a fossil found in S. Africa, Australia, India, and Antarctica
What is the rock evidence?
rock formation in S.America match Africa, folded mountain and coal fields, there is salt in Michigan and it forms near the equator, coal is formed in swampy climates and is found in Antarctica, limestone from coral reefs is found in West texas
What are the Mid-Oceanic Ridges?
underwater mountains with a deep crack (rift valley)
How is the new ocean floor made?
Lava oozes from the crack and forms new ocean floor, the new ocean floor pushes the old floor outward
Where are the youngest and oldest rocks located?
the youngest rocks are near the oceanic ridge and the oldest rock is farther away from the ridge
What does ocean floor spreading cause the continents to do?
spread apart
What is subduction?
process in which teh earth's crust plunges back into the earth
How old are the oldest rocks on land?
4 billion years old
How old are the oldest rocks in the ocean?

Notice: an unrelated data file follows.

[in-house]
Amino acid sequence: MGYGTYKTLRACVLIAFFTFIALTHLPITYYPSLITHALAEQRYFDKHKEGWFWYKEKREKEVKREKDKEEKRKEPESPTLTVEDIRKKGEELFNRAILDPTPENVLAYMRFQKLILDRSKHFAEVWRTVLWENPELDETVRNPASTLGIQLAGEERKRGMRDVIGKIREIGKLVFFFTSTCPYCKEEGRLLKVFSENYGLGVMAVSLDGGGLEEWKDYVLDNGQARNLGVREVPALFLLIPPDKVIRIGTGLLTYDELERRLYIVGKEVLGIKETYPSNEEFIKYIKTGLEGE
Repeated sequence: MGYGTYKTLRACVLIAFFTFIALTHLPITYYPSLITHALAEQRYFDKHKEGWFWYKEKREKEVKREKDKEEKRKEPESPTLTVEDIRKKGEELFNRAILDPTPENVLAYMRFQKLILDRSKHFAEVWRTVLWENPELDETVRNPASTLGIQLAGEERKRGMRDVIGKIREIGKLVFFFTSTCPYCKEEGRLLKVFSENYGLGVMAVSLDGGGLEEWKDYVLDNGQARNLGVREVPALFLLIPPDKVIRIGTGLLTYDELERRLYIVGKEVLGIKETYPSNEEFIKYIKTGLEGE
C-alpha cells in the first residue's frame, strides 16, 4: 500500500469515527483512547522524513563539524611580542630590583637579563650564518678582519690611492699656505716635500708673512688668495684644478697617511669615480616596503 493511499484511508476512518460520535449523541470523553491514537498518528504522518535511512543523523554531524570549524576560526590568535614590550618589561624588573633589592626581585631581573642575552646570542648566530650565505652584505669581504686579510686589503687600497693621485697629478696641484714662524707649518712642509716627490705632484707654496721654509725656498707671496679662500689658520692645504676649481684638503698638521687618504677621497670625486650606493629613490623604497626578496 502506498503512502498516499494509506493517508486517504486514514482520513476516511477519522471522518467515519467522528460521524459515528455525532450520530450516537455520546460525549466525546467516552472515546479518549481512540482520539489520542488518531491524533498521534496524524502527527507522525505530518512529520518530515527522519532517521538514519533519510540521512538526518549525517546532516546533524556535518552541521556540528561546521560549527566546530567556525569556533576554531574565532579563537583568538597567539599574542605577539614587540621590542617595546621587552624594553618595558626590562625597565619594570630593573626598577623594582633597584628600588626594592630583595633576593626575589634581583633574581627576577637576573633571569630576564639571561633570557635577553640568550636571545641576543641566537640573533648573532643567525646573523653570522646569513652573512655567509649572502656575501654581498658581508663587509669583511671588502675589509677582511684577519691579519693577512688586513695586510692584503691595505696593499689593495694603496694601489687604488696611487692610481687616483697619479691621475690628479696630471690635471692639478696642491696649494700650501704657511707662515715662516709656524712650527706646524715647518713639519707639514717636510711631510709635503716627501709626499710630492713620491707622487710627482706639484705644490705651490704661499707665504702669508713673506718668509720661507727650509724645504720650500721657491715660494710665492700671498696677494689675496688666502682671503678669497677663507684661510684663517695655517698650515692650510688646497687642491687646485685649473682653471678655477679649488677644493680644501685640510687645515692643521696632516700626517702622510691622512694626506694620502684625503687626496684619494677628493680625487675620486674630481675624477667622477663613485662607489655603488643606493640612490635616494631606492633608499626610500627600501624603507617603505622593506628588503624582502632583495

200 million years old
What happens to the plates during ocean floor recycling?
the less dense oceanic plate is pushed under more dense continental plate
Where do trenches form?
in areas of subduction
What forms in areas of subduction?
mountains and trenches
What are tectonic plates?
the study of how the lithospheric plates move to shape the surface of the crust
How many major plates are there?
7
How many minor plates are there?
9
What are the three types of boundaroes?
convergent, divergent, and strike-slip
What is a convergent boundary
plates that are coming together (trenches and mountain ranges)
What is another name for convergent boundary?
destructive
What is a divergent boundary?
plates that are moving apart or spreading
What is a strike-slip boundary?